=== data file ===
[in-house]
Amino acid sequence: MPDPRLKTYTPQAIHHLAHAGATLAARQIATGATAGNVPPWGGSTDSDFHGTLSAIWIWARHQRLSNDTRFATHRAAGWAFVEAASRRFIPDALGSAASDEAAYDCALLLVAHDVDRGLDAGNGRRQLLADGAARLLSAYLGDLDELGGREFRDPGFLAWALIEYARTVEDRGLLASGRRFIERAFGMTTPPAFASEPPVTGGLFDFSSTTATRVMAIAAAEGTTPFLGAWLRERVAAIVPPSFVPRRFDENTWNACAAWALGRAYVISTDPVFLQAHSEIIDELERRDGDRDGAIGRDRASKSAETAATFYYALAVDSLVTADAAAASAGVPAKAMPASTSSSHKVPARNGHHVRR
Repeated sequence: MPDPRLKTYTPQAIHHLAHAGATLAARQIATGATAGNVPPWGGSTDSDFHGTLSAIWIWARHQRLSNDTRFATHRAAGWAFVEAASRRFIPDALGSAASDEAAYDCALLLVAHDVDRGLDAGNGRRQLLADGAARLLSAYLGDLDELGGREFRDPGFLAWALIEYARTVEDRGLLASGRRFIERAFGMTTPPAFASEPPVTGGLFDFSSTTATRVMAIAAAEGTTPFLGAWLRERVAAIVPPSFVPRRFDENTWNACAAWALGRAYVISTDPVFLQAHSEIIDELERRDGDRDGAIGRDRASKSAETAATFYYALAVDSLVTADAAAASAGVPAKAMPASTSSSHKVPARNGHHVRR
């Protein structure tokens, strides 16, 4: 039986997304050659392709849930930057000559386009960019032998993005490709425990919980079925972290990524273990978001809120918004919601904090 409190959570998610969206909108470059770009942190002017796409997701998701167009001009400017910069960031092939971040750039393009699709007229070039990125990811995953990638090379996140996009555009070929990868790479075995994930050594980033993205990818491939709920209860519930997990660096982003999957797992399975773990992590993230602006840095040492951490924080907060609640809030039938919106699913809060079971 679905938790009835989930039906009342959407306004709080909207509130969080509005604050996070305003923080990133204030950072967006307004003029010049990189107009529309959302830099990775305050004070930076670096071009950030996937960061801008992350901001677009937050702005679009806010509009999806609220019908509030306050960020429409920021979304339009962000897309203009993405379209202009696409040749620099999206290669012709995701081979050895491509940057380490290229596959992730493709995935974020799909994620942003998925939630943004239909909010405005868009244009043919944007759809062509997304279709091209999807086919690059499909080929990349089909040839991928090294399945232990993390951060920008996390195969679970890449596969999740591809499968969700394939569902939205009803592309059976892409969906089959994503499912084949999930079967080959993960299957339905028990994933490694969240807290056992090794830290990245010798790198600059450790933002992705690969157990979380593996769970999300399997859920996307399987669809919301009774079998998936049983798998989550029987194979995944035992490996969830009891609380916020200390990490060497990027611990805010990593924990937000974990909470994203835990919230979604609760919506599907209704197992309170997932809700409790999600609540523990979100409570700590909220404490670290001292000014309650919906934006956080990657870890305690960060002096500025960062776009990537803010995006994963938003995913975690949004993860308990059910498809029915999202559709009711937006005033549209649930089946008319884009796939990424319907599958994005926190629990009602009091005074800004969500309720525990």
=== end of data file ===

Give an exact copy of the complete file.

[in-house]
Amino acid sequence: MPDPRLKTYTPQAIHHLAHAGATLAARQIATGATAGNVPPWGGSTDSDFHGTLSAIWIWARHQRLSNDTRFATHRAAGWAFVEAASRRFIPDALGSAASDEAAYDCALLLVAHDVDRGLDAGNGRRQLLADGAARLLSAYLGDLDELGGREFRDPGFLAWALIEYARTVEDRGLLASGRRFIERAFGMTTPPAFASEPPVTGGLFDFSSTTATRVMAIAAAEGTTPFLGAWLRERVAAIVPPSFVPRRFDENTWNACAAWALGRAYVISTDPVFLQAHSEIIDELERRDGDRDGAIGRDRASKSAETAATFYYALAVDSLVTADAAAASAGVPAKAMPASTSSSHKVPARNGHHVRR
Repeated sequence: MPDPRLKTYTPQAIHHLAHAGATLAARQIATGATAGNVPPWGGSTDSDFHGTLSAIWIWARHQRLSNDTRFATHRAAGWAFVEAASRRFIPDALGSAASDEAAYDCALLLVAHDVDRGLDAGNGRRQLLADGAARLLSAYLGDLDELGGREFRDPGFLAWALIEYARTVEDRGLLASGRRFIERAFGMTTPPAFASEPPVTGGLFDFSSTTATRVMAIAAAEGTTPFLGAWLRERVAAIVPPSFVPRRFDENTWNACAAWALGRAYVISTDPVFLQAHSEIIDELERRDGDRDGAIGRDRASKSAETAATFYYALAVDSLVTADAAAASAGVPAKAMPASTSSSHKVPARNGHHVRR
């Protein structure tokens, strides 16, 4: 039986997304050659392709849930930057000559386009960019032998993005490709425990919980079925972290990524273990978001809120918004919601904090 409190959570998610969206909108470059770009942190002017796409997701998701167009001009400017910069960031092939971040750039393009699709007229070039990125990811995953990638090379996140996009555009070929990868790479075995994930050594980033993205990818491939709920209860519930997990660096982003999957797992399975773990992590993230602006840095040492951490924080907060609640809030039938919106699913809060079971 679905938790009835989930039906009342959407306004709080909207509130969080509005604050996070305003923080990133204030950072967006307004003029010049990189107009529309959302830099990775305050004070930076670096071009950030996937960061801008992350901001677009937050702005679009806010509009999806609220019908509030306050960020429409920021979304339009962000897309203009993405379209202009696409040749620099999206290669012709995701081979050895491509940057380490290229596959992730493709995935974020799909994620942003998925939630943004239909909010405005868009244009043919944007759809062509997304279709091209999807086919690059499909080929990349089909040839991928090294399945232990993390951060920008996390195969679970890449596969999740591809499968969700394939569902939205009803592309059976892409969906089959994503499912084949999930079967080959993960299957339905028990994933490694969240807290056992090794830290990245010798790198600059450790933002992705690969157990979380593996769970999300399997859920996307399987669809919301009774079998998936049983798998989550029987194979995944035992490996969830009891609380916020200390990490060497990027611990805010990593924990937000974990909470994203835990919230979604609760919506599907209704197992309170997932809700409790999600609540523990979100409570700590909220404490670290001292000014309650919906934006956080990657870890305690960060002096500025960062776009990537803010995006994963938003995913975690949004993860308990059910498809029915999202559709009711937006005033549209649930089946008319884009796939990424319907599958994005926190629990009602009091005074800004969500309720525990």